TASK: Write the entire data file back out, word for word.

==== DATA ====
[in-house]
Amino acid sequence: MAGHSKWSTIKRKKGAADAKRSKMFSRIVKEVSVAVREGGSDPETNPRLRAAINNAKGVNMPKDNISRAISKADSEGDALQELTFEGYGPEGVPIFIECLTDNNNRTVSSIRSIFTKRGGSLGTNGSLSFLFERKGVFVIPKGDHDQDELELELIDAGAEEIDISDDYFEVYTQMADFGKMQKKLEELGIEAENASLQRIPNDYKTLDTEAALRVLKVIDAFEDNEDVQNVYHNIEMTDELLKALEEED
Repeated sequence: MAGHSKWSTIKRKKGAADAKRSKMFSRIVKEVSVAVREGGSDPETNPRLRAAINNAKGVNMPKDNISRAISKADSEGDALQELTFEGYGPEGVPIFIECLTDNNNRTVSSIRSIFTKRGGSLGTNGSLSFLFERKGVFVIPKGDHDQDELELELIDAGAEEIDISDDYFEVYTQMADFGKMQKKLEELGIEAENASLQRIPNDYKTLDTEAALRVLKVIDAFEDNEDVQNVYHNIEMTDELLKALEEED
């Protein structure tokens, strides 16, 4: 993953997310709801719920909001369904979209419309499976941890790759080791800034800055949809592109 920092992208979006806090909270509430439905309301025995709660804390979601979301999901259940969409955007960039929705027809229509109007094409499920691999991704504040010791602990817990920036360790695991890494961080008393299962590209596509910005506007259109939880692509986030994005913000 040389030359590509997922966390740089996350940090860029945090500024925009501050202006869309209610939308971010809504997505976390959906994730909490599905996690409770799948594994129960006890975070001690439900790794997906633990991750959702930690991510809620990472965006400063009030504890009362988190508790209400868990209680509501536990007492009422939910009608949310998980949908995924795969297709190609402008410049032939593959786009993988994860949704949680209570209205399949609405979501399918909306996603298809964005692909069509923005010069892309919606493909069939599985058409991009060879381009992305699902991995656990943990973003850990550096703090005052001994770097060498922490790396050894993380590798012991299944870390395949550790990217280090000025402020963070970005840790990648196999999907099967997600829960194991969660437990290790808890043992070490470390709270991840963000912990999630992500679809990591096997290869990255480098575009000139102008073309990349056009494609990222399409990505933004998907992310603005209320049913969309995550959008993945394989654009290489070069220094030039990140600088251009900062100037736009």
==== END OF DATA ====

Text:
[in-house]
Amino acid sequence: MAGHSKWSTIKRKKGAADAKRSKMFSRIVKEVSVAVREGGSDPETNPRLRAAINNAKGVNMPKDNISRAISKADSEGDALQELTFEGYGPEGVPIFIECLTDNNNRTVSSIRSIFTKRGGSLGTNGSLSFLFERKGVFVIPKGDHDQDELELELIDAGAEEIDISDDYFEVYTQMADFGKMQKKLEELGIEAENASLQRIPNDYKTLDTEAALRVLKVIDAFEDNEDVQNVYHNIEMTDELLKALEEED
Repeated sequence: MAGHSKWSTIKRKKGAADAKRSKMFSRIVKEVSVAVREGGSDPETNPRLRAAINNAKGVNMPKDNISRAISKADSEGDALQELTFEGYGPEGVPIFIECLTDNNNRTVSSIRSIFTKRGGSLGTNGSLSFLFERKGVFVIPKGDHDQDELELELIDAGAEEIDISDDYFEVYTQMADFGKMQKKLEELGIEAENASLQRIPNDYKTLDTEAALRVLKVIDAFEDNEDVQNVYHNIEMTDELLKALEEED
């Protein structure tokens, strides 16, 4: 993953997310709801719920909001369904979209419309499976941890790759080791800034800055949809592109 920092992208979006806090909270509430439905309301025995709660804390979601979301999901259940969409955007960039929705027809229509109007094409499920691999991704504040010791602990817990920036360790695991890494961080008393299962590209596509910005506007259109939880692509986030994005913000 040389030359590509997922966390740089996350940090860029945090500024925009501050202006869309209610939308971010809504997505976390959906994730909490599905996690409770799948594994129960006890975070001690439900790794997906633990991750959702930690991510809620990472965006400063009030504890009362988190508790209400868990209680509501536990007492009422939910009608949310998980949908995924795969297709190609402008410049032939593959786009993988994860949704949680209570209205399949609405979501399918909306996603298809964005692909069509923005010069892309919606493909069939599985058409991009060879381009992305699902991995656990943990973003850990550096703090005052001994770097060498922490790396050894993380590798012991299944870390395949550790990217280090000025402020963070970005840790990648196999999907099967997600829960194991969660437990290790808890043992070490470390709270991840963000912990999630992500679809990591096997290869990255480098575009000139102008073309990349056009494609990222399409990505933004998907992310603005209320049913969309995550959008993945394989654009290489070069220094030039990140600088251009900062100037736009």